1. It’s a wonderful mini-case study in how a great blog post can help a blog take off -- and how sheer length is no obstacle if you’ve got something to say. Coturnix started Science & Politics about two years ago. In other words, he started blogging after a lot of the prime real estate was already occupied, at a time like now, when it’s harder and harder for a new blogger to get noticed. After months of heavy-duty blogrolling, commenting and emailing he finally had his visitors up to an average of about 100 a day. As he explains, he was sick and tired of politics after the 2004 election (know the feeling) and decided to start a science only blog. The rest, you might say, is history.
This post is not my best post, but is, by far, my most popular ever. Sick and tired of politics after the 2004 election I decided to start a science-only blog - Circadiana. After a couple of days of fiddling with the template, on January 8, 2005, I posted the very first post, this one, at 2:53 AM and went to bed. When I woke up I was astonished as the Sitemeter was going wild! This post was linked by BoingBoing and later that day, by Andrew Sullivan. It has been linked by people ever since, as recently as a couple of days ago, although the post is a year and a half old.Check out the Sitemeter link -- it really was going wild, and his excitement is infectious.
2. This is just simply marvelous science writing -- and chances are, it really will tell you "Everything You Always Wanted To Know About Sleep (But Were Too Afraid To Ask)." (He really does need the 4,575 words.) Building on his own research and background in circadian rhythms and chronobiology, he surveys a tremendous amount of material in a style that’s very readable, right from the get-go:
What are you doing up so late, staring at the computer screen reading this? For that matter, what am I doing up late writing this at 11pm? Are we all nuts?From there, he goes on to talk about larks (people who go to bed early and rise early), owls (people who go to sleep late and rise late), winter depression (perhaps better considered semi-hibernation), insomnia (why, if you’re having a hard time sleeping, you should drag yourself away from the monitor and read a book instead -- though obviously he doesn’t always take his own advice), and a host of related topics.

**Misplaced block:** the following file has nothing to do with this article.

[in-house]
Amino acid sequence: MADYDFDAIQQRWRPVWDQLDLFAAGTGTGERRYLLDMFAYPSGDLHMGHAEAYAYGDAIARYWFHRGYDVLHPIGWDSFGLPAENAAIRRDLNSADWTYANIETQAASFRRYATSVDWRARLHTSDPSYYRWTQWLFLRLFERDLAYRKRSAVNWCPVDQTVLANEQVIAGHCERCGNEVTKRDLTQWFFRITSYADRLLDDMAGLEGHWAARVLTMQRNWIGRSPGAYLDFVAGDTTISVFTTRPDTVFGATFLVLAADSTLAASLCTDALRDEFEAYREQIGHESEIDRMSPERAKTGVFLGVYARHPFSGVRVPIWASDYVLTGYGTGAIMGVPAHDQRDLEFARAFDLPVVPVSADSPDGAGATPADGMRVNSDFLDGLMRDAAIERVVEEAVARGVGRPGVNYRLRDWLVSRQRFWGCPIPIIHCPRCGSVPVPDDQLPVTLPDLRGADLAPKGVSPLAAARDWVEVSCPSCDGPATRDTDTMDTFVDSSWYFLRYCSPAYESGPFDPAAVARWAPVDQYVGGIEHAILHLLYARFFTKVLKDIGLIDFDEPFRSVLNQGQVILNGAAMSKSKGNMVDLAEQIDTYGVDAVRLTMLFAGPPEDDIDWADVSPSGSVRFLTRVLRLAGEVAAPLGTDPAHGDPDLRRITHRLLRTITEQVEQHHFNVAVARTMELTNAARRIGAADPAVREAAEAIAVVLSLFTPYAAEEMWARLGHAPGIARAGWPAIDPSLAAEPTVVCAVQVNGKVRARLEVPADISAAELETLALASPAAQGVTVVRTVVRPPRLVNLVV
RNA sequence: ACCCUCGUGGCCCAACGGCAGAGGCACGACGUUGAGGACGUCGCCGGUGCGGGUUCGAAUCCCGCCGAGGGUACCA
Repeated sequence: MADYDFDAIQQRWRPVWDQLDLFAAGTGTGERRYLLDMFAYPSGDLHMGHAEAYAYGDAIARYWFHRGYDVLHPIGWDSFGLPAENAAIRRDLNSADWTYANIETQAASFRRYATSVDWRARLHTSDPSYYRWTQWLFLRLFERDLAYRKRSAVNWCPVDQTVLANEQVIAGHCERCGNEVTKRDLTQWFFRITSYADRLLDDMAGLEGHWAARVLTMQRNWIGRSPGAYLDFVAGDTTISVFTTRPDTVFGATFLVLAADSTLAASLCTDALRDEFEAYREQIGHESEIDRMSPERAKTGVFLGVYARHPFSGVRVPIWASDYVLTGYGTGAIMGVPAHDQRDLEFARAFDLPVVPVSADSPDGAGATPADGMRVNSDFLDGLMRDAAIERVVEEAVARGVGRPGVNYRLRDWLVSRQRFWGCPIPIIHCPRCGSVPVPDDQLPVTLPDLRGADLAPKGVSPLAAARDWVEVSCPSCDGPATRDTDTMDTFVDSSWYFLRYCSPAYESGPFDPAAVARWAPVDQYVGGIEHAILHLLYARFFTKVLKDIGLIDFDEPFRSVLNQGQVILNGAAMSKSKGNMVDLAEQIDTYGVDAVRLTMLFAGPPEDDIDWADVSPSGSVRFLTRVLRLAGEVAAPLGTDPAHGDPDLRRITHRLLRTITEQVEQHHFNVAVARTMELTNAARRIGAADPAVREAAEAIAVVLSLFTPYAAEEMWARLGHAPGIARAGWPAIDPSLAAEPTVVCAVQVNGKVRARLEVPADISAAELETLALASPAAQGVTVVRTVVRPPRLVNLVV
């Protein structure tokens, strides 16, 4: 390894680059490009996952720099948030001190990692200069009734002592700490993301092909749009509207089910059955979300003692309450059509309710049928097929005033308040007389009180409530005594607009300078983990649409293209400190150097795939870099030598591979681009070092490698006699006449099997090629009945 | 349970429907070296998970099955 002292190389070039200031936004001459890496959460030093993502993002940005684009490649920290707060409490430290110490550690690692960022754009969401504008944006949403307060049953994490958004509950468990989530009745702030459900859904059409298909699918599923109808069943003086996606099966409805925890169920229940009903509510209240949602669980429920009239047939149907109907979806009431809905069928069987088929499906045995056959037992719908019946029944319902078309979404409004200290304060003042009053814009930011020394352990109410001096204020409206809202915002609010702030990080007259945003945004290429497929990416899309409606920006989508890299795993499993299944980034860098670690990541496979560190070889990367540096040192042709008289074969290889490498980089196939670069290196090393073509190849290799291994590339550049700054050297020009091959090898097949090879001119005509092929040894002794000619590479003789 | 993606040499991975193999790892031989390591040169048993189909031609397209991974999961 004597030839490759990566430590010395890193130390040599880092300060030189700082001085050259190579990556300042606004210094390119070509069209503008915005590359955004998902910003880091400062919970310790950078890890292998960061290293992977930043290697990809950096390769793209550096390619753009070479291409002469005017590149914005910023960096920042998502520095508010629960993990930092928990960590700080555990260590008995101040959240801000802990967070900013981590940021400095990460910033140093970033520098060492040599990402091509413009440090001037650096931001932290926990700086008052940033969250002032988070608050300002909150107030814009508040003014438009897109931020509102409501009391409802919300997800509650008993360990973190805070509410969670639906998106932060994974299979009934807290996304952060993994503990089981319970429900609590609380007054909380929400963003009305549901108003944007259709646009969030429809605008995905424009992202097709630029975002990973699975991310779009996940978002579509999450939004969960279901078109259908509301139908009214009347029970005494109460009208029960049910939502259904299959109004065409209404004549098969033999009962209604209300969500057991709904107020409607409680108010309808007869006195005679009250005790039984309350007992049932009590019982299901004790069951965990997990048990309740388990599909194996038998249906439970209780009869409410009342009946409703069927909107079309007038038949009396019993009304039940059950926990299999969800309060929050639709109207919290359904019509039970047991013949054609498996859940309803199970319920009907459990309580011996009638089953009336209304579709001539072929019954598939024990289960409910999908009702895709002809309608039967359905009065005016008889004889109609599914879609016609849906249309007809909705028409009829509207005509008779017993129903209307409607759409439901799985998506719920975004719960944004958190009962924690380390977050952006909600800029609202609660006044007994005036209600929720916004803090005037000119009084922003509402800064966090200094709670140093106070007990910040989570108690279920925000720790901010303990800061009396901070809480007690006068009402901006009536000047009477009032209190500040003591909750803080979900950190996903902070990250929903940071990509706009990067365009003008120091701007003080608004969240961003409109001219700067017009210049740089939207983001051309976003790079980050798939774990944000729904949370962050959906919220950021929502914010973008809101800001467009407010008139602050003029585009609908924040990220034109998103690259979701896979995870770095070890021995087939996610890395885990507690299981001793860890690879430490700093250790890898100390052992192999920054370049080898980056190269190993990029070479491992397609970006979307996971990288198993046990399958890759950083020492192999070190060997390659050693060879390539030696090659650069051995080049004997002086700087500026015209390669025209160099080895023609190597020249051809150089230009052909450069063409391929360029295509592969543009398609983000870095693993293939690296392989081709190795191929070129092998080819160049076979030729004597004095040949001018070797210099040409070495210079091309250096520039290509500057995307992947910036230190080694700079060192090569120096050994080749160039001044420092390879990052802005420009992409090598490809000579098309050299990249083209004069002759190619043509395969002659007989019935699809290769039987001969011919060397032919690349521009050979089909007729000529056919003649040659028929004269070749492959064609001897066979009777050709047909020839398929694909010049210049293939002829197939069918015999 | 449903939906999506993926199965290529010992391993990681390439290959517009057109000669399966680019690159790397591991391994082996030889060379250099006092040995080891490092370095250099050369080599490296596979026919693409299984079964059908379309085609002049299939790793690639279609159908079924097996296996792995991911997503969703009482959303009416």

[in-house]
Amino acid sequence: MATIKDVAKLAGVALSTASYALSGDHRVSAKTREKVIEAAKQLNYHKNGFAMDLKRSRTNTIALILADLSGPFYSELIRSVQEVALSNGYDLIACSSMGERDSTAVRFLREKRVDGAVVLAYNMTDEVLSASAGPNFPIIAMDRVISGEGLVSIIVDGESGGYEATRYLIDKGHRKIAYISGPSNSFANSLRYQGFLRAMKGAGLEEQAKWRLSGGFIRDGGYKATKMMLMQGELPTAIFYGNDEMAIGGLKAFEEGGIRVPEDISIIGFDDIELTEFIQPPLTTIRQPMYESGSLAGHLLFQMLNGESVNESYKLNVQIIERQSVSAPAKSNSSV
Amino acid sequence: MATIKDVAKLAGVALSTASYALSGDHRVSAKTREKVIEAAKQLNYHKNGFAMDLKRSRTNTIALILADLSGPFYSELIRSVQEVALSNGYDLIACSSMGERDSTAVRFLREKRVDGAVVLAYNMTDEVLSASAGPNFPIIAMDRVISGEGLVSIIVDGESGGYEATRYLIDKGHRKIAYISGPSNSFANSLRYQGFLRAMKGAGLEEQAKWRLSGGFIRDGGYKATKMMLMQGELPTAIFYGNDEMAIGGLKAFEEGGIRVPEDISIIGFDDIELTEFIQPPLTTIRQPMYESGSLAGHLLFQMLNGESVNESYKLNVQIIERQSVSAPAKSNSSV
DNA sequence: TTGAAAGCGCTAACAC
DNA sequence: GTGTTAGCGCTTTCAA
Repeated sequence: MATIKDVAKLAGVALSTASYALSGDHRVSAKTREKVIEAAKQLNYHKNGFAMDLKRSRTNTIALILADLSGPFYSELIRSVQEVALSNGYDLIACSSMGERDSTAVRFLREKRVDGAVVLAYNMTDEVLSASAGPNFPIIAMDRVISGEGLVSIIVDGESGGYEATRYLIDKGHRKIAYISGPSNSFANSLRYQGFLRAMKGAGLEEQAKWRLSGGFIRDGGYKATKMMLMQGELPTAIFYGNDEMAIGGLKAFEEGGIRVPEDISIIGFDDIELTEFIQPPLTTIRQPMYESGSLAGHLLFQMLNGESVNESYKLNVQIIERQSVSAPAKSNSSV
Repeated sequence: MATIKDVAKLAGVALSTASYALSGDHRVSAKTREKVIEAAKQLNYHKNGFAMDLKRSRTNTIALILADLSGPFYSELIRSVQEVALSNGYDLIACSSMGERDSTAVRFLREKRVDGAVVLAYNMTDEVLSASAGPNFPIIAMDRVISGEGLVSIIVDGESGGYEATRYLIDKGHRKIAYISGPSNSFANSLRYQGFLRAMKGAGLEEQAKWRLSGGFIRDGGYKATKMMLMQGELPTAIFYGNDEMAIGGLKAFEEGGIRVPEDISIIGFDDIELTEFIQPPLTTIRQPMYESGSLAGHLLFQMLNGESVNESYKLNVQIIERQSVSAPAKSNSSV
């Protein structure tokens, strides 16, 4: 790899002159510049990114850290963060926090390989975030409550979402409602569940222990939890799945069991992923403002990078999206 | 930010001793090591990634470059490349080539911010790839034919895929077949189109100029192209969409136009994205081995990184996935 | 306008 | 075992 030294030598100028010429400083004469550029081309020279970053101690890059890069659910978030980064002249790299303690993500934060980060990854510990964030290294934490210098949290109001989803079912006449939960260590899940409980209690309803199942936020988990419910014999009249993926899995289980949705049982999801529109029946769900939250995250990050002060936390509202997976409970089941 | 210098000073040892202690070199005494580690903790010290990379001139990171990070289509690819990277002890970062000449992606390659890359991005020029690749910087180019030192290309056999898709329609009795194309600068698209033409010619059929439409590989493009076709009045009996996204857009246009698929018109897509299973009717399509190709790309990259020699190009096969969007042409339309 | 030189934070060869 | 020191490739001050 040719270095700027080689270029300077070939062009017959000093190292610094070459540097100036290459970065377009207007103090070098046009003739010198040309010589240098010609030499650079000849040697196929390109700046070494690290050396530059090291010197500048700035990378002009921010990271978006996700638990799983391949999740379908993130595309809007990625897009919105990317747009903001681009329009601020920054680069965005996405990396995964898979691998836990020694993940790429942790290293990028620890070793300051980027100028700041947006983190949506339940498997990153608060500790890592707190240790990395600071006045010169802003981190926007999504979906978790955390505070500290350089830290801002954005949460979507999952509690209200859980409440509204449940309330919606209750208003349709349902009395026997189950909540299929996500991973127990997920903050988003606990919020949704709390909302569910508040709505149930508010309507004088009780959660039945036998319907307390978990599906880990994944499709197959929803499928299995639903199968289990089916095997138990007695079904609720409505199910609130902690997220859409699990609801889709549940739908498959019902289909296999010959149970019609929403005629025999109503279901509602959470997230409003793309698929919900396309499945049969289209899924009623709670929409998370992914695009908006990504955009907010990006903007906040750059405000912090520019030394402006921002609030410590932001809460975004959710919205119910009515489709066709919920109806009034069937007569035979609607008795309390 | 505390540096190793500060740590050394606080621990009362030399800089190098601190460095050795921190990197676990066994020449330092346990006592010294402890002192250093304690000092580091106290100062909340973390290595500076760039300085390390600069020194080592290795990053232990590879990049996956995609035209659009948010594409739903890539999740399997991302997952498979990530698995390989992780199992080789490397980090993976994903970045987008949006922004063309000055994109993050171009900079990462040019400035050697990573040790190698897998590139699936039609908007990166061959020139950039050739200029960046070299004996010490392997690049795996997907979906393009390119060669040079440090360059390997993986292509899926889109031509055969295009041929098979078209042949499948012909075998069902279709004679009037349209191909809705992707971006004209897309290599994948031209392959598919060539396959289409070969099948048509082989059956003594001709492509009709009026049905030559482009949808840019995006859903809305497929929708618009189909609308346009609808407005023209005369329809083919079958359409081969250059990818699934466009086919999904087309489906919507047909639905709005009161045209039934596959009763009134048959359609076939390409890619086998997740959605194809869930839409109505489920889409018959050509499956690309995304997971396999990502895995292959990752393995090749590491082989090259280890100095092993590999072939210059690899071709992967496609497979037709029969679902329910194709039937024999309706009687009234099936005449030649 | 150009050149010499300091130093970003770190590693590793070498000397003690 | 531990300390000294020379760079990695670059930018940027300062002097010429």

Until not long ago, just about until electricity became ubiquitous, humans used to have a sleep pattern quite different from what we consider "normal" today. At dusk you go to sleep, at some point in the middle of the night you wake up for an hour or two, then fall asleep again until dawn. Thus there are two events of falling asleep and two events of waking up every night (plus, perhaps, a short nap in the afternoon). As indigenous people today, as well as people in non-electrified rural areas of the world, still follow this pattern, it is likely that our ancestors did, too.The bimodal sleep pattern was first seen in laboratory animals (various birds, lizards and mammals) in the 1950s, 60s and 70s, i.e, before everyone moved their research to mice and rats who have erratic (un-consolidated) sleep patterns. The research on humans kept in constant conditions, as well as field work in primitive communities (including non-electrified rural places in what is otherwise considered the First World) confirmed the bimodality of sleep in humans, particularly in winter.
And if you happen to be up late, you might want to think about reading a printout of the post, rather than it reading it on your monitor. It will be better for your circadian rhythms.